Raspberries (Rubus spp.) Supply nutrients like vitamins C and A, antioxidants and several minerals in addition to luscious flavor and texture, but they are generally pricey in the market. So growing your own raspberries makes good sense. Various cultivars thrive in U.S. Department of Agriculture plant hardiness zones 3 through 10. Raspberries come in an astonishing array of colors, including black, red, purple, gold and white. Some raspberry varieties only bear fruit for a month in the summertime, while everbearing varieties make strawberries summer through fall. Insect pest bother raspberries less than a number of different kinds of fruits, but a few only can’t resist.
A tiny vinegar or vegetable fly with red eyes, the spotted-wing drosophila, preys on undamaged, soft-fleshed fruit, like rasperries, strawberries and plums, unlike its relatives, which favor rotting or fermented fruit. Distinguishing marks on adult males of the species are black spots on the tip of each wing. Spawning as many as ten generations in one year, the short-lived flies become active between the temperature range of 68 to 86 degrees Fahrenheit. Raspberries are prone to attack when they’ve reached their mature color and developed some sugar. UC IPM Online recommends a sugar and yeast water bait for your spotted-wing drosophila: Mix 1 1/2 cups of water using 1/4 oz baker’s yeast and 4 teaspoons of sugar. Let the solution sit for about a day so that it can ferment. Drill four 7/16-inch-diameter holes drilled into the lid of a jar. Then pour the solution into the jar. Hang each jar in a shady place near the strawberries. The flies will input, and most will drown. Assess each week and eliminate dead flies. The solution lasts “several weeks,” according to UC IPM. Good sanitation in the raspberry field will assist in preventing eggs and larvae of the vinegar flies from growing.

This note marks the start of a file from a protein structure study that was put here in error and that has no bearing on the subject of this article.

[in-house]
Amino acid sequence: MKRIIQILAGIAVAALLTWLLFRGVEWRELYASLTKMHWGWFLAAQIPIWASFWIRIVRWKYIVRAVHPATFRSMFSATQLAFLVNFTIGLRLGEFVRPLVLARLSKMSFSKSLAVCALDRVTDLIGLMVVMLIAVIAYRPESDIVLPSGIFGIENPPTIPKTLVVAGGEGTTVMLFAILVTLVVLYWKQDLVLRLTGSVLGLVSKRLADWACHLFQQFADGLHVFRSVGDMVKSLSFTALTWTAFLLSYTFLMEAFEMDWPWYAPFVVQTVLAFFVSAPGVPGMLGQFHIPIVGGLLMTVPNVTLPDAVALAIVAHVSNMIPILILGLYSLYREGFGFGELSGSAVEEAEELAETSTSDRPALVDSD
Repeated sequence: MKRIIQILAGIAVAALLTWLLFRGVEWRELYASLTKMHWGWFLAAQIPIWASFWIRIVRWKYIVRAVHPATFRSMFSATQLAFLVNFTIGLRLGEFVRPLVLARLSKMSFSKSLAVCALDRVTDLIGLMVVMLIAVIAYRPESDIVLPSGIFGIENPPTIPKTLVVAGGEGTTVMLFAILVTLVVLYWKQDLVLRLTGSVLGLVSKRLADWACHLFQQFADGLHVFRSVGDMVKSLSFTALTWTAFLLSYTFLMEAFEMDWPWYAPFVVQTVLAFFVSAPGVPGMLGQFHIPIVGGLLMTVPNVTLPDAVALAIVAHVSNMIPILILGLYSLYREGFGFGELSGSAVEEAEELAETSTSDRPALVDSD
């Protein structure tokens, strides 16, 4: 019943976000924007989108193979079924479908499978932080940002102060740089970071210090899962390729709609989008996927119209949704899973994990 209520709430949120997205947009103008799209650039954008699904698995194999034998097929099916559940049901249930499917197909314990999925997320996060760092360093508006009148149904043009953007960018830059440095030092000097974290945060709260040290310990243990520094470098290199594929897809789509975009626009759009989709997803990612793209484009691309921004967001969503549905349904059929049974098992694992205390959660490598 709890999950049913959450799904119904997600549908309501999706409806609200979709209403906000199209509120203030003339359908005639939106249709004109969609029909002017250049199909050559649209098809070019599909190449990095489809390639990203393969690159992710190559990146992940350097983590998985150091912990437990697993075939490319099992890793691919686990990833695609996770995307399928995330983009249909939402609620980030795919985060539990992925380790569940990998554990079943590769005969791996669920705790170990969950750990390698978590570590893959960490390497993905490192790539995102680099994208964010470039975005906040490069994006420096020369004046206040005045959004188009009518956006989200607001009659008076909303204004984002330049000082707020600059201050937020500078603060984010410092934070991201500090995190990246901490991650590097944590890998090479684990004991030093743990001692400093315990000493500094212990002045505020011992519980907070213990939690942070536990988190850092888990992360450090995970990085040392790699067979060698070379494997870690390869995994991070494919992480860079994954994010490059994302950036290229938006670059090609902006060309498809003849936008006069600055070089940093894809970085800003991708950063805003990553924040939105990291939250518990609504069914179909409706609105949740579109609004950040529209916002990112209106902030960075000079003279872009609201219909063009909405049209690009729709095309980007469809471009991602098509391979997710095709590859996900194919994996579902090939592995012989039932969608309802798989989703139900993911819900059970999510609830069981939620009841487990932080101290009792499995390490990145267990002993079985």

At about 1/4-inch in length, sap beetles are bigger than fruit flies. Sap beetles are black with yellow-to-orange stains over the backs of the wings. Also referred to as picnic beetles, they bore into ripe or overripe berries to feed. As they are not effectively controlled with any chemical or biological applications, sanitation in the area is essential. Harvest the raspberries as soon as they ripen, so the sight and scent of ripe, rotting or fermenting fruit does not attract them. Clean up all debris after harvest
Additional Berry-Eating Bugs
Another insect pest not easily controlled, the tarnished plant bug feeds on young berries and blooms. Just about 1/4 inch long, the bug has a flattened, oval, copper-brown body.Tarnished plant bugs breed in corn and hay fields, so avoid planting close these plants near raspberry sites. The fruit worm, another raspberry enemy, eats the buds and strawberries. In smallish infestations, fruit worms can be picked off. Cultivate around the plants during late summer or early fall to expose that the worms to their predators and stop them from overwintering as pupae in the ground. Cornell University horticulturists crossed a purple and a red raspberry to create “Royalty,” a large, sweet variety for USDA zones 4 to 8 that is resistant to fruit worms.
Birds often present a problem when they rob your raspberry patch before it is possible to harvest your crop. Foil them by spreading plastic netting over the plants. Or, if this gets in the way when pruning plants or choosing grasses, erect a lightweight support to hold the netting up off the raspberry canes. Construct the frame of timber or metal, either in the shape of a box or slanted like an A-frame house.